U.S. President Barack Obama said on Sunday that bilateral talks with China's Xi Jinping had been "extremely productive," as world leaders gathered for a G-20 summit expected to address sluggish global economic growth and the looming spectre of protectionism.
Some G-20 leaders have already begun drawing battle lines in disputes over issues like trade and investment, tax policy, and industrial overcapacity.
Security is extremely tight in Hangzhou, with parts of the city of 9 million people turned into a virtual ghost town as China seeks to ensure that the G-20 summit is incident-free.
Obama, who arrived on Saturday, held talks with Xi that ran late into the night. He urged Beijing to uphold its legal obligations in the disputed waters of the South China Sea, and stressed U.S. commitments to its regional allies.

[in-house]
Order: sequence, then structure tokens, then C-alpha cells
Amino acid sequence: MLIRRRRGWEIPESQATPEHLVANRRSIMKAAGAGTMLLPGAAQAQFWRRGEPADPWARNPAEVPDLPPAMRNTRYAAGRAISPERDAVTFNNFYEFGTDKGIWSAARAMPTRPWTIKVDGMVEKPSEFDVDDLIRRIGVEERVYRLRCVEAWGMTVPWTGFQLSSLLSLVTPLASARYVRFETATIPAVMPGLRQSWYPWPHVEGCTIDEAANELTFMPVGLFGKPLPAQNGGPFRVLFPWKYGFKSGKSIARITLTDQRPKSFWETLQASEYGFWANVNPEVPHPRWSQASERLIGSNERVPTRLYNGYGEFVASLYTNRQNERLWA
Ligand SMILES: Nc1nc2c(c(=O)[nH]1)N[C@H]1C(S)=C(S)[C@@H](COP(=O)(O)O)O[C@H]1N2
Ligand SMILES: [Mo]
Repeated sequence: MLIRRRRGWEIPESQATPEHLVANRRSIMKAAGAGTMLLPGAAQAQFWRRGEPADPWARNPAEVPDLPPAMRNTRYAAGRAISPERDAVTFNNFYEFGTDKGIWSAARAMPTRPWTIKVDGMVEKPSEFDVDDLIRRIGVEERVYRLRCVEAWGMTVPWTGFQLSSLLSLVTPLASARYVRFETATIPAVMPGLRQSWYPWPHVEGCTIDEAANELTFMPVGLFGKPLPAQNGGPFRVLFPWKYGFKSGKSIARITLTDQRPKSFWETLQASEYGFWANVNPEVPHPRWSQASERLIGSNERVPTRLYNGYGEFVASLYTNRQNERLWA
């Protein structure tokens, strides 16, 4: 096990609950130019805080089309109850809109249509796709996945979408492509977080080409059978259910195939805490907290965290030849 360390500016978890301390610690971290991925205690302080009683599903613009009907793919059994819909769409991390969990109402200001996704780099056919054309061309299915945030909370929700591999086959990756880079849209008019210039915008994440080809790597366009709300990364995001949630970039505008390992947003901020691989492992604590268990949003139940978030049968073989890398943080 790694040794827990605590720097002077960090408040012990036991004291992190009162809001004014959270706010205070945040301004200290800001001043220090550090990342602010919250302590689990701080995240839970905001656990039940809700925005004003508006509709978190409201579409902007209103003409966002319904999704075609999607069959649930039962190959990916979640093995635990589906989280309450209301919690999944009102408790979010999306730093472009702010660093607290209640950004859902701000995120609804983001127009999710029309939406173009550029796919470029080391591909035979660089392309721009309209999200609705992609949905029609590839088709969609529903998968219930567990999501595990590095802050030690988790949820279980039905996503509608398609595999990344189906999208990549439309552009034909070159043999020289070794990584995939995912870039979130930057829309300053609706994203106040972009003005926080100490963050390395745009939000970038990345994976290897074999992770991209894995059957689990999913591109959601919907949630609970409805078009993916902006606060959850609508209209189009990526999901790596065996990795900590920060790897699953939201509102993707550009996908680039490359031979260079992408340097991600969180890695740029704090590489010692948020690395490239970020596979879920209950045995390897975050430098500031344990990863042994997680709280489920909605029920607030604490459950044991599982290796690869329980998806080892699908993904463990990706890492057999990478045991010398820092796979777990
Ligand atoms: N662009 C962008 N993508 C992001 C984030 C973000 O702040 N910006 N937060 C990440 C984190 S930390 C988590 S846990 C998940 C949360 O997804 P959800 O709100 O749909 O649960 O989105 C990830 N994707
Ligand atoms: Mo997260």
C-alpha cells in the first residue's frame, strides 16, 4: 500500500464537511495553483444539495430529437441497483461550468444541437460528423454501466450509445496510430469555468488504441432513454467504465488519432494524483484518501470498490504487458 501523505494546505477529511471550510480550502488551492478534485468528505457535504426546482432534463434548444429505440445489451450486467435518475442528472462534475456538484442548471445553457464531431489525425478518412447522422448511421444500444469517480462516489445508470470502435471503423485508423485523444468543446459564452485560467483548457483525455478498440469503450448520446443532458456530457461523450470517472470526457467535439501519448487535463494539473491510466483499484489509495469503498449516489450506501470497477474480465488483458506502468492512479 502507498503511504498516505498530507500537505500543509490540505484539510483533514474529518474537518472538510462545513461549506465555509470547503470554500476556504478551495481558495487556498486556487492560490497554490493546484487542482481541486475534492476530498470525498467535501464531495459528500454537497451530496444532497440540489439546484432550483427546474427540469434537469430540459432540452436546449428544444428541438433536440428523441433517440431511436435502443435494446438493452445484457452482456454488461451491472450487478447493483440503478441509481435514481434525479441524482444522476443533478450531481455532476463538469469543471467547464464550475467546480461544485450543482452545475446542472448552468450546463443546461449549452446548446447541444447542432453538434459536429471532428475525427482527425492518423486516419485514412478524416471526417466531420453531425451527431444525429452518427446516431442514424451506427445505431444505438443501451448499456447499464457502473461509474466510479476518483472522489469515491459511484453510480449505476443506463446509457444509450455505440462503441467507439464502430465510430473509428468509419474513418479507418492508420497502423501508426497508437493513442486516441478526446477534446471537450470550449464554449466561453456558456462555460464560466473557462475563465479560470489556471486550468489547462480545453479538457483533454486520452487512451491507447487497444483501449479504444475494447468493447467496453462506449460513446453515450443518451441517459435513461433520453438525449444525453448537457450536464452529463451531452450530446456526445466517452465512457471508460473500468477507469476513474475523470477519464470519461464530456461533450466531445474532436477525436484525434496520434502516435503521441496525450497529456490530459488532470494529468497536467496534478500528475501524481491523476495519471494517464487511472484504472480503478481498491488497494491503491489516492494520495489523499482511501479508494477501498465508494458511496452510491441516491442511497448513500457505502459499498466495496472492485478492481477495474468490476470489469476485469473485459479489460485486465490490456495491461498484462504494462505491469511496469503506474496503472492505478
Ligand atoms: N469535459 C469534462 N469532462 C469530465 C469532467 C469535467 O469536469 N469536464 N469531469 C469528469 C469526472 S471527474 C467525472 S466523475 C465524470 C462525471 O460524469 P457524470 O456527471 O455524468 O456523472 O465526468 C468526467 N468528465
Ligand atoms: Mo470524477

Xi said China would continue to safeguard its sovereignty and maritime rights in the South China Sea.
Obama brushed off his chaotic welcome at the Hangzhou airport where his staff argued with Chinese security over media access. He was also not offered a staircase to disembark at the front of Air Force One, and staffers had to scramble to find an alternative exit.